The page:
Meth Prepares a METHo.d.
Interviewing a decent human being with a
first met writer Cliff Meth when legendary comics artist
Dave Cockrum faced crushing medical bills and a terrible
financial situation. A long-time friend of Cockrum's, Meth
contacted every website, comics journalist and professional
he could think of to call attention to the artist's plight.
good people. But then, Harlan Ellison knew that, and told
our contributor Jason Sacks all
Dave Cockrum story had a relatively happy ending, with the
creator of Nightcrawler (among others) receiving a nice
settlement that helped restore his financial health. But
of course, the comics industry has tended to eat its old
professionals, and soon enough Meth sounded the horn again
when hard times hit William Messner-Loebs.
worked on both sides of fandom, as a fanzine writer then
a professional, Meth has garnered many friendships among
the giants that influenced our childhood imaginations, and
he has fierce loyalty toward them. Clearly, the affection
is returned, and a few nights ago Cliff Meth contacted me
about his new collection from Aardwolf
Publishing, METHo.d.., due out in March but available
for ordering in the January Previews.
by the publisher as a collection of "angry tales,"
the 110-page book features illustrations from top talents
like Steve Lieber, Messner-Loebs, Al Milgrom, with a cover
and design by the legendary Steranko. As if that wasn't
enough, Meth even got an introduction by Peter David.
spoke for a while about this new collection and spun a few
McCaw: What can we expect out of this book?
Meth: It was supposed to be called "Mean Little
Stories," but but Jim Steranko, who designed the cover,
really liked METHo.d. and it's hard to say no to Jim.
largely dark/SF/horror-type stuff, but not straight up...my
first all-new collection in 6 years. The last one, PERVERTS,
PEDOPHILES & OTHER THEOLOGIANS, was Barnes & Noble's
Horror Pick of the Week for two weeks and stayed in their
Top 10 for 6 weeks.
of the stories from the book was already optioned.
much for the hype.
McCaw: I see you've got Messner-Loebs onboard
doing art, which is something we haven't seen from him for
some time. How did you get him to do it?
Meth: Bill and I go back 30 years. We
worked on some fanzine stuff in the mid-70s and we've been
pals ever since. In fact, we're co-writing a graphic novel
together right now...
him some of the stories from this book and gave him the
pick of the litter. He liked one called "Back on The
Horse," called his art "Back on the Whores,"
which was fitting.
Derek McCaw: With all these excellent comic
book artists illustrating your stories, why aren't you writing,
for lack of a better phrase, comic book stories rather than
illustrated fiction? Or is that a euphemism?
Meth: I love the industry, love fandom, and collect
artist friends like others collect comics, but I've always
considered myself a real writer, if you'll excuse the expression.
McCaw: You consider yourself a real writer, yet
are eager for film optioning. Does that conflict in any
way? Or do you plan on adapting yourself to the screen?
Meth: I learned to write short stories by reading
the great SF masters, then letting Harlan Ellison kick the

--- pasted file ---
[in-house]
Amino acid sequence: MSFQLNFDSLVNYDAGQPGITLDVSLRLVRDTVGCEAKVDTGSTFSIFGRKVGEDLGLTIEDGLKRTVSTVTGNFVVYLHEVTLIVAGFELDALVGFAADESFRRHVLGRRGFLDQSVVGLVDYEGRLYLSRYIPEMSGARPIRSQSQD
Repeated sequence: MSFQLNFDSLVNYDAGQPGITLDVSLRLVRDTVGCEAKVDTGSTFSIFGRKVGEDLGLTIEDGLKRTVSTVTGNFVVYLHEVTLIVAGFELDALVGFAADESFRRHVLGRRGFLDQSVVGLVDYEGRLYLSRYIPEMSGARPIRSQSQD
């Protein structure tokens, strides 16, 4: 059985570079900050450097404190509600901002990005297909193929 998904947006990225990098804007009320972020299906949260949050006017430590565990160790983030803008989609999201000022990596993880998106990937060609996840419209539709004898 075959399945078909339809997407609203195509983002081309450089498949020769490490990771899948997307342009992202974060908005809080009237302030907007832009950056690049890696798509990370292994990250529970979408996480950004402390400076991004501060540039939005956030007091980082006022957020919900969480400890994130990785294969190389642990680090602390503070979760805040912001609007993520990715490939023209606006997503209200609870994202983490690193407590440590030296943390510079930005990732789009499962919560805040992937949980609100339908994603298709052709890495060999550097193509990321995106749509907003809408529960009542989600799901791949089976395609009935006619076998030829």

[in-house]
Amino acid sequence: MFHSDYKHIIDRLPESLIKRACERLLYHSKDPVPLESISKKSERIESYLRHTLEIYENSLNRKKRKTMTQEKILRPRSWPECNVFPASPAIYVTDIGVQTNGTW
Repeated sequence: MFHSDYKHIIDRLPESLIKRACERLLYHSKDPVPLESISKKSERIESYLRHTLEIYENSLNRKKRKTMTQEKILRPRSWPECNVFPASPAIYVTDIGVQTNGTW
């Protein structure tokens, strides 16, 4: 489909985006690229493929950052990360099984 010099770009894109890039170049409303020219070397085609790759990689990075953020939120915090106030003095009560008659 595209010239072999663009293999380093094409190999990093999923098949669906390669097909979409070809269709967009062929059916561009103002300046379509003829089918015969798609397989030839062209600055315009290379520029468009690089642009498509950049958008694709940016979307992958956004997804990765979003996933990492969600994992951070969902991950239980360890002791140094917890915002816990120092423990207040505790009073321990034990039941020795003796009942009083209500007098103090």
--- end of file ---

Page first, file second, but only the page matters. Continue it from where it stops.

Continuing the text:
shit out of my early manuscripts. Options give you the money
(and thus the time) to pursue serious projects.
course, I'd rather do the screenplays myself, and suspect
I might get the opportunity. I've spent the last 18 months
working on film projects, just finished a stint working
with Peter David (as his editor) on Gene Roddenberry's "Starpoint
Academy" for IDT Entertainment and I've adapted Dave
Cockrum's Futurians for the screen, also for IDT.
McCaw: I'm a big Futurians fan. That's cool to
Cliff Meth: Well, one can only hope it will actually
get made. But the screenplay is done.
I've updated it, somewhat -- the dialogue to closer to the
way I write than Dave's original graphic novel, but the
plot was his, with some twists. I added a romance.
McCaw: You've collected artist friends. You have
people like Steranko working on your projects. Is there
anyone you're dying to hook up with that you haven't yet?
Meth: Mark Texeira. We talk about it, but when
we get together, we end up getting drunk. His fault. Not
turned down by (Steve) Ditko. Everyone else has said yes.
McCaw: What did you want Ditko to do?
Meth: A story. A cover. Anything. And money was
no issue--Jim Reeber (Aardwolf's publisher) was delighted
to pay Ditko's price, but Steve didn't like my stories.
Said they were too negative. That was ten years
I've been very lucky. I've had covers by Joe Kubert, Gray
Morrow, Michael Kaluta, Mike Ploog, Dave Cockrum, Joe Linsner,
Gene Colan, illustrations by Alex Toth, Marie Severin.
that I never asked John Buscema. We had a nice friendship.
He was close with the Cockrums (who I'm very close with)
and Marie Severin (ditto) and he did some art for me that
hangs in my home, but I never asked him to illustrate a
it's luck as the gracious Meth would have it, or the Americanized
concept of karma, the energetic writer continues getting
the best in the business to collaborate with him on his
flights of dark fancy.
has a cover price of $14.95, and Aardwolf Publishing offers
all of Cliff's books (and possibly all their output -- but
don't quote us) with a money-back guarantee. As Meth himself
asked, "how's that for confidence?"